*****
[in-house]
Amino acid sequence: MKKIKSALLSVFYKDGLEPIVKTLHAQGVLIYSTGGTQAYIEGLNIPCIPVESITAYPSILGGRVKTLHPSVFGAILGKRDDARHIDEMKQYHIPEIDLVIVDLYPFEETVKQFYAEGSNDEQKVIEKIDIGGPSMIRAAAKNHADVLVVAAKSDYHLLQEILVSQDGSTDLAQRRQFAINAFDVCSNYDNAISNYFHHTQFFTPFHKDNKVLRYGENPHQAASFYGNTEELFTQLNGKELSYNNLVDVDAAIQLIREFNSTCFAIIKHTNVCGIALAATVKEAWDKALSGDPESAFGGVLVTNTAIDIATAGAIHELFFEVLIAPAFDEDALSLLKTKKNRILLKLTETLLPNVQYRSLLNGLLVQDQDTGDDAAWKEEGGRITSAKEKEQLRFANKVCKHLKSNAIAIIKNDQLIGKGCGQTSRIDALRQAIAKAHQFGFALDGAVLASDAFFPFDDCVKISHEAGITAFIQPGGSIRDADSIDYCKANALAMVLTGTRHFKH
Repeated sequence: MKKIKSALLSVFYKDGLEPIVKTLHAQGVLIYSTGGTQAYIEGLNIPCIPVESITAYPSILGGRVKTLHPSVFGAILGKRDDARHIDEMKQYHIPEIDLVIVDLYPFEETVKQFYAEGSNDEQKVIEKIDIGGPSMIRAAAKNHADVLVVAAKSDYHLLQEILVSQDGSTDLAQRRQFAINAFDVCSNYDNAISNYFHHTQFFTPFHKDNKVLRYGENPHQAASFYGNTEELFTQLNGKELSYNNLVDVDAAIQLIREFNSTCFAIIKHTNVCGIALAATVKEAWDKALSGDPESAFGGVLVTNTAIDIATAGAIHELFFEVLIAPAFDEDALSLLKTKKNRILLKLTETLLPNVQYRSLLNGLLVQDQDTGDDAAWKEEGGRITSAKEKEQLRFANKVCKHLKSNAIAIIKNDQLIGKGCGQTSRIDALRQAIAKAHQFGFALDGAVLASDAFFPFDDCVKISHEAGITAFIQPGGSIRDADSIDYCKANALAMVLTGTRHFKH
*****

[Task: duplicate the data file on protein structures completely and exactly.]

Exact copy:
[in-house]
Amino acid sequence: MKKIKSALLSVFYKDGLEPIVKTLHAQGVLIYSTGGTQAYIEGLNIPCIPVESITAYPSILGGRVKTLHPSVFGAILGKRDDARHIDEMKQYHIPEIDLVIVDLYPFEETVKQFYAEGSNDEQKVIEKIDIGGPSMIRAAAKNHADVLVVAAKSDYHLLQEILVSQDGSTDLAQRRQFAINAFDVCSNYDNAISNYFHHTQFFTPFHKDNKVLRYGENPHQAASFYGNTEELFTQLNGKELSYNNLVDVDAAIQLIREFNSTCFAIIKHTNVCGIALAATVKEAWDKALSGDPESAFGGVLVTNTAIDIATAGAIHELFFEVLIAPAFDEDALSLLKTKKNRILLKLTETLLPNVQYRSLLNGLLVQDQDTGDDAAWKEEGGRITSAKEKEQLRFANKVCKHLKSNAIAIIKNDQLIGKGCGQTSRIDALRQAIAKAHQFGFALDGAVLASDAFFPFDDCVKISHEAGITAFIQPGGSIRDADSIDYCKANALAMVLTGTRHFKH
Repeated sequence: MKKIKSALLSVFYKDGLEPIVKTLHAQGVLIYSTGGTQAYIEGLNIPCIPVESITAYPSILGGRVKTLHPSVFGAILGKRDDARHIDEMKQYHIPEIDLVIVDLYPFEETVKQFYAEGSNDEQKVIEKIDIGGPSMIRAAAKNHADVLVVAAKSDYHLLQEILVSQDGSTDLAQRRQFAINAFDVCSNYDNAISNYFHHTQFFTPFHKDNKVLRYGENPHQAASFYGNTEELFTQLNGKELSYNNLVDVDAAIQLIREFNSTCFAIIKHTNVCGIALAATVKEAWDKALSGDPESAFGGVLVTNTAIDIATAGAIHELFFEVLIAPAFDEDALSLLKTKKNRILLKLTETLLPNVQYRSLLNGLLVQDQDTGDDAAWKEEGGRITSAKEKEQLRFANKVCKHLKSNAIAIIKNDQLIGKGCGQTSRIDALRQAIAKAHQFGFALDGAVLASDAFFPFDDCVKISHEAGITAFIQPGGSIRDADSIDYCKANALAMVLTGTRHFKH